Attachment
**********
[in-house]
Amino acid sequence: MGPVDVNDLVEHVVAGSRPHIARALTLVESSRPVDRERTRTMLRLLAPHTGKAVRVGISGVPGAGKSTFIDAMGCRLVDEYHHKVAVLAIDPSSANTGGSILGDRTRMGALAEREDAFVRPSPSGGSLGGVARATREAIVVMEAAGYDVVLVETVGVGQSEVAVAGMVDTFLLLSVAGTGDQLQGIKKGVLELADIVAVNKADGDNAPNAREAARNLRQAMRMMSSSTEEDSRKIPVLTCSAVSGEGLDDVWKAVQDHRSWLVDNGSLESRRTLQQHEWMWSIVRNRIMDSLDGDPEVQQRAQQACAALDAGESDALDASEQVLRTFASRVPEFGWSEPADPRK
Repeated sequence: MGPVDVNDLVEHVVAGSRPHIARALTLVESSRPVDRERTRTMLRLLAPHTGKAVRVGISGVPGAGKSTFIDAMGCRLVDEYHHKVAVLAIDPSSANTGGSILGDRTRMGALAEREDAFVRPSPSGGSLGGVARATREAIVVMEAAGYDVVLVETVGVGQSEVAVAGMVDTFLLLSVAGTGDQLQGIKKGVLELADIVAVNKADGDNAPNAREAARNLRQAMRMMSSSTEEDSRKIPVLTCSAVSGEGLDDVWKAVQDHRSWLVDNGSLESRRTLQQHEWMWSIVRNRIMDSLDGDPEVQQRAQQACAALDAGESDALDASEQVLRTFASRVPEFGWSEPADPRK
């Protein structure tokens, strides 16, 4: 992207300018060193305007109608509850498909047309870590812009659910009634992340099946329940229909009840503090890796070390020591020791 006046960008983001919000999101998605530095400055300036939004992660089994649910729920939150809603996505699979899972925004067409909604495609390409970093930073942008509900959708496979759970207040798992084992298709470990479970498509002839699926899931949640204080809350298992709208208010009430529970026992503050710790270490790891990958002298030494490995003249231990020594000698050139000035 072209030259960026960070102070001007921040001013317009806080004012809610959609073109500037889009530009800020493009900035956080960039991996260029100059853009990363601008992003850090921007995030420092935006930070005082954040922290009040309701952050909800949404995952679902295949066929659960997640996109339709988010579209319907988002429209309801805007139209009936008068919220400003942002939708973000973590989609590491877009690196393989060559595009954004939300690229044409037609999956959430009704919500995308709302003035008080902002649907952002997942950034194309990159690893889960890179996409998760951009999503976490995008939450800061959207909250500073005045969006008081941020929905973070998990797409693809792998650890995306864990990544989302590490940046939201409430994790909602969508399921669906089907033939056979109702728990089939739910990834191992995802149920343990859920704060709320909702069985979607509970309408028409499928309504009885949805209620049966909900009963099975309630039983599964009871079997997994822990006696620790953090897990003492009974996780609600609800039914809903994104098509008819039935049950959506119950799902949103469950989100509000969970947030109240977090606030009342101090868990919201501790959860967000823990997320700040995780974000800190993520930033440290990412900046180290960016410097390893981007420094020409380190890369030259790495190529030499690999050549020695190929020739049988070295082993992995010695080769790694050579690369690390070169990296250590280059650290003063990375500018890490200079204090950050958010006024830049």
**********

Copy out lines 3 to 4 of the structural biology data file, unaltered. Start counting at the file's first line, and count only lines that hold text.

Repeated sequence: MGPVDVNDLVEHVVAGSRPHIARALTLVESSRPVDRERTRTMLRLLAPHTGKAVRVGISGVPGAGKSTFIDAMGCRLVDEYHHKVAVLAIDPSSANTGGSILGDRTRMGALAEREDAFVRPSPSGGSLGGVARATREAIVVMEAAGYDVVLVETVGVGQSEVAVAGMVDTFLLLSVAGTGDQLQGIKKGVLELADIVAVNKADGDNAPNAREAARNLRQAMRMMSSSTEEDSRKIPVLTCSAVSGEGLDDVWKAVQDHRSWLVDNGSLESRRTLQQHEWMWSIVRNRIMDSLDGDPEVQQRAQQACAALDAGESDALDASEQVLRTFASRVPEFGWSEPADPRK
């Protein structure tokens, strides 16, 4: 992207300018060193305007109608509850498909047309870590812009659910009634992340099946329940229909009840503090890796070390020591020791 006046960008983001919000999101998605530095400055300036939004992660089994649910729920939150809603996505699979899972925004067409909604495609390409970093930073942008509900959708496979759970207040798992084992298709470990479970498509002839699926899931949640204080809350298992709208208010009430529970026992503050710790270490790891990958002298030494490995003249231990020594000698050139000035 072209030259960026960070102070001007921040001013317009806080004012809610959609073109500037889009530009800020493009900035956080960039991996260029100059853009990363601008992003850090921007995030420092935006930070005082954040922290009040309701952050909800949404995952679902295949066929659960997640996109339709988010579209319907988002429209309801805007139209009936008068919220400003942002939708973000973590989609590491877009690196393989060559595009954004939300690229044409037609999956959430009704919500995308709302003035008080902002649907952002997942950034194309990159690893889960890179996409998760951009999503976490995008939450800061959207909250500073005045969006008081941020929905973070998990797409693809792998650890995306864990990544989302590490940046939201409430994790909602969508399921669906089907033939056979109702728990089939739910990834191992995802149920343990859920704060709320909702069985979607509970309408028409499928309504009885949805209620049966909900009963099975309630039983599964009871079997997994822990006696620790953090897990003492009974996780609600609800039914809903994104098509008819039935049950959506119950799902949103469950989100509000969970947030109240977090606030009342101090868990919201501790959860967000823990997320700040995780974000800190993520930033440290990412900046180290960016410097390893981007420094020409380190890369030259790495190529030499690999050549020695190929020739049988070295082993992995010695080769790694050579690369690390070169990296250590280059650290003063990375500018890490200079204090950050958010006024830049």